The sound of static, or white noise, is easily identifiable as being electronically generated; there is no mistaking the source for something natural. Porya Hatami’s and Lee Anthony Norris’s latest album’s first track, “Druid Liquid,” is peppered with short, heavily panned static blips. These blips are soft and slight, not creating a large enough presence to ground the track. Instead, they function in a different way, constant throughout the majority of the track's nine minutes and forty-two seconds, bouncing between the listener’s ears. They create a delicate frame for the drones and field recordings to develop. And second, they actively remind the listener that the soundscape created is a man-made one. This is not to say that someone would mistake the electronics on the track as field recordings, but Hatami has a way of curating his sounds so that they feel naturally occurring, and the panning static helps to remind the listener of the artist’s hand.
Despite this, however, Hatami and Norris do play with themes pertaining to the natural world - mainly, the compositional concept of periodicity resembling the harmonic motion of waves. A low repetitive hum with a smoothed yet distinct attack supplies the undercurrent, while the synthetic drones coalesce into the swell. The recordings of waves gently crashing against a beach, meanwhile, literalize the sense of moving water evoked by Hatami and Norris’s composition. The track becomes meditative in the way that it utilizes seemingly natural repetition of pleasing sounds while also maintaining forward momentum as the sounds progress and evolve.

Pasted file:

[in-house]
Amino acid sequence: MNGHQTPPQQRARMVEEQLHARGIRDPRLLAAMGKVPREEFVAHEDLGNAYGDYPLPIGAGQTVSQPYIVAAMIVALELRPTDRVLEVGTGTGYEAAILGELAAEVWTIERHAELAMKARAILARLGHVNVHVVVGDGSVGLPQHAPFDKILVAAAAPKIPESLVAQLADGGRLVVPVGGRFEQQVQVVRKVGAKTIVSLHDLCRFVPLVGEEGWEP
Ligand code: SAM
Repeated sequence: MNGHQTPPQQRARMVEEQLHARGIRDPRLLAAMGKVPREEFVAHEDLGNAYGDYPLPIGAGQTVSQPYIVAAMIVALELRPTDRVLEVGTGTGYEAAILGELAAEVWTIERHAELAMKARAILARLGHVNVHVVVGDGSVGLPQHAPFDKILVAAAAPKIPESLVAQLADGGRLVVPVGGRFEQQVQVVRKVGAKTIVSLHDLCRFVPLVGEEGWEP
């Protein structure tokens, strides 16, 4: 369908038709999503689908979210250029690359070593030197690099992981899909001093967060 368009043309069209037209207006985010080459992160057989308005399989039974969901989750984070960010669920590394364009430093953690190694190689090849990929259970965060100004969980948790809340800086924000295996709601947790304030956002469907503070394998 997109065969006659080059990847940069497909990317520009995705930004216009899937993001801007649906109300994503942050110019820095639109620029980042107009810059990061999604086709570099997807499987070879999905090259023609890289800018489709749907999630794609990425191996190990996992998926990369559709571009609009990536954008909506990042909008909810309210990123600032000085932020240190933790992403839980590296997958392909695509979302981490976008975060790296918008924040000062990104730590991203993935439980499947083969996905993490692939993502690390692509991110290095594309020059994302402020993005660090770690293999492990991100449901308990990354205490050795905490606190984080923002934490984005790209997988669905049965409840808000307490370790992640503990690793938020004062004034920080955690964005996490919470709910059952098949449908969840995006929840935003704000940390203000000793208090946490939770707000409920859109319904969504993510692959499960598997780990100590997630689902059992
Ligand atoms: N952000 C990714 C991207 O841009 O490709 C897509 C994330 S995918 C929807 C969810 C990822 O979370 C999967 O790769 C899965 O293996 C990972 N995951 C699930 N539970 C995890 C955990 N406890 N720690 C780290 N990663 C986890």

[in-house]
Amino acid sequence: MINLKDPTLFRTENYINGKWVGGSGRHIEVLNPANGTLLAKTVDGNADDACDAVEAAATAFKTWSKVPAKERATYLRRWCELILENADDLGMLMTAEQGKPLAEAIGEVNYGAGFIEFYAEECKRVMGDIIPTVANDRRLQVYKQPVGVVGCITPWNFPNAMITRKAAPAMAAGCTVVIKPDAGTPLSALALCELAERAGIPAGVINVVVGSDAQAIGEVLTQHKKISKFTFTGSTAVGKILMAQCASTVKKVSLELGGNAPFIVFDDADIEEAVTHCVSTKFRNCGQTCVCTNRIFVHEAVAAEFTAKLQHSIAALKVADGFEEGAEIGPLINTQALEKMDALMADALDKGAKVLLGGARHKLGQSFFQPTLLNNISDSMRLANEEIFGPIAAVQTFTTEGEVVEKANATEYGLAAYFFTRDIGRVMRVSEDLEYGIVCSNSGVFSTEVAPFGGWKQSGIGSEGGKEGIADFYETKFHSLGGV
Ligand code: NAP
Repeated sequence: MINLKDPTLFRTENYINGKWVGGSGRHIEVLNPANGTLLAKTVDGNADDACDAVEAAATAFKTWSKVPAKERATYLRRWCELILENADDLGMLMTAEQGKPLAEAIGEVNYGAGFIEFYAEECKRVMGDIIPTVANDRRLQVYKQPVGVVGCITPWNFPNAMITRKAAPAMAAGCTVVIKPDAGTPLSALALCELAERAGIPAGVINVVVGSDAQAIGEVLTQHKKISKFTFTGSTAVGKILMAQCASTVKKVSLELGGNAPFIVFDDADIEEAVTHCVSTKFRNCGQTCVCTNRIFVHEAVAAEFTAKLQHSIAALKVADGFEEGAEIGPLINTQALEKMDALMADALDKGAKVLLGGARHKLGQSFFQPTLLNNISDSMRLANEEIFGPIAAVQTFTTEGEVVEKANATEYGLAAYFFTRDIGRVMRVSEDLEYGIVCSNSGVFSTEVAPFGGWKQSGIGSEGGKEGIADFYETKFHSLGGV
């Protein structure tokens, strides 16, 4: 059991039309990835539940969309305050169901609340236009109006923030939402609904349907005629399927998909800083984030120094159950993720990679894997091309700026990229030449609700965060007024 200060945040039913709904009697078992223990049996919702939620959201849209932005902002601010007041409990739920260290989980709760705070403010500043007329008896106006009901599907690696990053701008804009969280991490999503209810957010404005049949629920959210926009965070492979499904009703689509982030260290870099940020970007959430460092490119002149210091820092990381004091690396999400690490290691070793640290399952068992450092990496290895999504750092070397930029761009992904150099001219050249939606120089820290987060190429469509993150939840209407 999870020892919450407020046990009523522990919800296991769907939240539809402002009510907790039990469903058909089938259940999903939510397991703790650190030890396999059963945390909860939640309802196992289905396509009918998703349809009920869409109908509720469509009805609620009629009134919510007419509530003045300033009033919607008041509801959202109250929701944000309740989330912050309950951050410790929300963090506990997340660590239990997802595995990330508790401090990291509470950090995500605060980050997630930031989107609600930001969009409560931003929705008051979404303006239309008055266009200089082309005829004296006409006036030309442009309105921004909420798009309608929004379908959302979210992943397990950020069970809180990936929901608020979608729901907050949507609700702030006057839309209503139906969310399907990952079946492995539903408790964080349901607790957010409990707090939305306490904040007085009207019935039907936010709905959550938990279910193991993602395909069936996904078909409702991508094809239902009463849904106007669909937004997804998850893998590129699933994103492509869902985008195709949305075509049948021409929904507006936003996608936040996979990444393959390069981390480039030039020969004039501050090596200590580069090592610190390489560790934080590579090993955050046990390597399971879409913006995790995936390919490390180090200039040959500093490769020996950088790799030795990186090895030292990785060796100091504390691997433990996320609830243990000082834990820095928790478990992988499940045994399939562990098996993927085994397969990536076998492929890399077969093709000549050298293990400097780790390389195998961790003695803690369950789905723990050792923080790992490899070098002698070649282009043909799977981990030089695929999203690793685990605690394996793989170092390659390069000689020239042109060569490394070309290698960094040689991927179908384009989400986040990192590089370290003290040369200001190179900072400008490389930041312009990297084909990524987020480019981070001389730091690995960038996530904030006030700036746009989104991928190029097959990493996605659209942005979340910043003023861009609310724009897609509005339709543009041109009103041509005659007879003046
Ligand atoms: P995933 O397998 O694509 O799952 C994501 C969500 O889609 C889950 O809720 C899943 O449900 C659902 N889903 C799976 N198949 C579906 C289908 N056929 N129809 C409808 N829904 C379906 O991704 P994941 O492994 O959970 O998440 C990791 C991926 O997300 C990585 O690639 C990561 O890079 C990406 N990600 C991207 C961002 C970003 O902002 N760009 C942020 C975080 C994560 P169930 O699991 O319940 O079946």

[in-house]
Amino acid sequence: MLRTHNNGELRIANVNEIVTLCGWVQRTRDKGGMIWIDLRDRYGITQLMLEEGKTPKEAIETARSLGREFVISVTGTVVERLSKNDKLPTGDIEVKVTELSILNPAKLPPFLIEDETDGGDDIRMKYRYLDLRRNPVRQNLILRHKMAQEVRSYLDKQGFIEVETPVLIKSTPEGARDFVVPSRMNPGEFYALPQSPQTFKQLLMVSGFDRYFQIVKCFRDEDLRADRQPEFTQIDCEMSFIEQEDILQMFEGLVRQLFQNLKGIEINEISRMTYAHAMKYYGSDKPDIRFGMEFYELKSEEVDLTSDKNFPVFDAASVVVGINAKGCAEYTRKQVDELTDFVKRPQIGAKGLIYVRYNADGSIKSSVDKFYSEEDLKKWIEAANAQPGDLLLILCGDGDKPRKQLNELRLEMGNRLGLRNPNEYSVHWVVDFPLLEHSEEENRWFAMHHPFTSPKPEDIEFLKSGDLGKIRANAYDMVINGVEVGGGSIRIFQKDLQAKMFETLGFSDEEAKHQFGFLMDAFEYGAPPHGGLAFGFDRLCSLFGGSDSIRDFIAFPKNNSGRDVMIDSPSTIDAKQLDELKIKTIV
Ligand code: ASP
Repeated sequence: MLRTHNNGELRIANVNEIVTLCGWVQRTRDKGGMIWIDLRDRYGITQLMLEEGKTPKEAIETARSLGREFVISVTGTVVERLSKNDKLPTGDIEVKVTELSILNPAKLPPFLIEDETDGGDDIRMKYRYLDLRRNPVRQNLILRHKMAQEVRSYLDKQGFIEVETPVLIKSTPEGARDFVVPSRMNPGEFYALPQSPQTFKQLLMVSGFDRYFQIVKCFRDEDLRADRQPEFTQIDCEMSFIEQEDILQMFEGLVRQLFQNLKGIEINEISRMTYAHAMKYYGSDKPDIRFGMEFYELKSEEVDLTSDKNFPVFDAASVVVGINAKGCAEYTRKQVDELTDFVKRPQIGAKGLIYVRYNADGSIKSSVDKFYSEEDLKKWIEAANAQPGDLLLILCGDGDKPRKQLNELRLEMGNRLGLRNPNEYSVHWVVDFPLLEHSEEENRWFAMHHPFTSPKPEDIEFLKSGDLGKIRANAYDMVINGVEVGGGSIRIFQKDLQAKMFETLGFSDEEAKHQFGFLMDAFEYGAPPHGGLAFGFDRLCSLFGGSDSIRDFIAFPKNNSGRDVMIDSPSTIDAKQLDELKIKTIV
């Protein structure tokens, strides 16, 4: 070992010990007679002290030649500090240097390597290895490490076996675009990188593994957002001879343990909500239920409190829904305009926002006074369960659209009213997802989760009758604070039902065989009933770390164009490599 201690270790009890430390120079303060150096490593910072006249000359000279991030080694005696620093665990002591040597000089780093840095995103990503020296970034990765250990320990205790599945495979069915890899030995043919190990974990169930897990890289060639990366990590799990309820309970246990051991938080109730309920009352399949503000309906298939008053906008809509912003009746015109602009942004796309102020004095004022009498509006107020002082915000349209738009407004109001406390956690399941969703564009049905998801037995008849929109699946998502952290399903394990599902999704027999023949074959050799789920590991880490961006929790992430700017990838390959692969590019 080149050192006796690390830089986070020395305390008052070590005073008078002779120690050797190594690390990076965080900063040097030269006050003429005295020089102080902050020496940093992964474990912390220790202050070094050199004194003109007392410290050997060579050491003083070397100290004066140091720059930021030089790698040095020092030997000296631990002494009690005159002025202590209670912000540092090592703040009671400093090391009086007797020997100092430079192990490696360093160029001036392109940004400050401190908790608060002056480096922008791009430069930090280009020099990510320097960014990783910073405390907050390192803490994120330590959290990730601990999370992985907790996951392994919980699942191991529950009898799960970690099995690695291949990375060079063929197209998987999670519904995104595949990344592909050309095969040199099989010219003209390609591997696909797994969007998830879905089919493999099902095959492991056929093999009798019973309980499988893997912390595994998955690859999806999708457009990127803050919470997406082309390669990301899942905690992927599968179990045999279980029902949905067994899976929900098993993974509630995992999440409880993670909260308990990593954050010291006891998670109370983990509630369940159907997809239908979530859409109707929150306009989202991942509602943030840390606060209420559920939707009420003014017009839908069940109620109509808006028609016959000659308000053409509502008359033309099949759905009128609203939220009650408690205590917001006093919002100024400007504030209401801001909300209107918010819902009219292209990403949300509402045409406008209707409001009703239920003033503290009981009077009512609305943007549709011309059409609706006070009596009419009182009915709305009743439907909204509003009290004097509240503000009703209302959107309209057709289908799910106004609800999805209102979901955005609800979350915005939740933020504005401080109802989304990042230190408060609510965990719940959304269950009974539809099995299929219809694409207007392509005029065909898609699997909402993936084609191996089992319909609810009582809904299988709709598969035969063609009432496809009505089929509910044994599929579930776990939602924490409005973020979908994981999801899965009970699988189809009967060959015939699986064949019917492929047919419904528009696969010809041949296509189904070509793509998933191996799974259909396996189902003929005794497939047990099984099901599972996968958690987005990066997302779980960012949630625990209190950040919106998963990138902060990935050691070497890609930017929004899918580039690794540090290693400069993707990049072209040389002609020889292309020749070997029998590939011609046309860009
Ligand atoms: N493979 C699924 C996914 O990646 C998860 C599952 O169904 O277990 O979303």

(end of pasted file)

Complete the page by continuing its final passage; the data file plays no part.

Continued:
The static and the low hums eventually cut out, leaving just the swirling synths and high-pitched bell-like sounds that glide down in pitch as they sustain. These sounds shimmer and glisten as the track closes out delineating a shift in compositional motion from cyclic to almost stationary. This section is the slow awakening after the trance of the first seven minutes.
While Hatami’s release, The Garden, seemed intent on pushing the listener through a detailed, full-of-life, sonic world by having the soundscapes evolve linearly rather than cyclically, “Druid Liquid,” functions as a meditative piece that slowly pulls the listener's mind around and around in circles. The musical depth of “Druid Liquid” is found in the slight alterations and variations to the recurrent patterns of its sounds, rather than the naturalism of its components, or the sheer resolution of its details.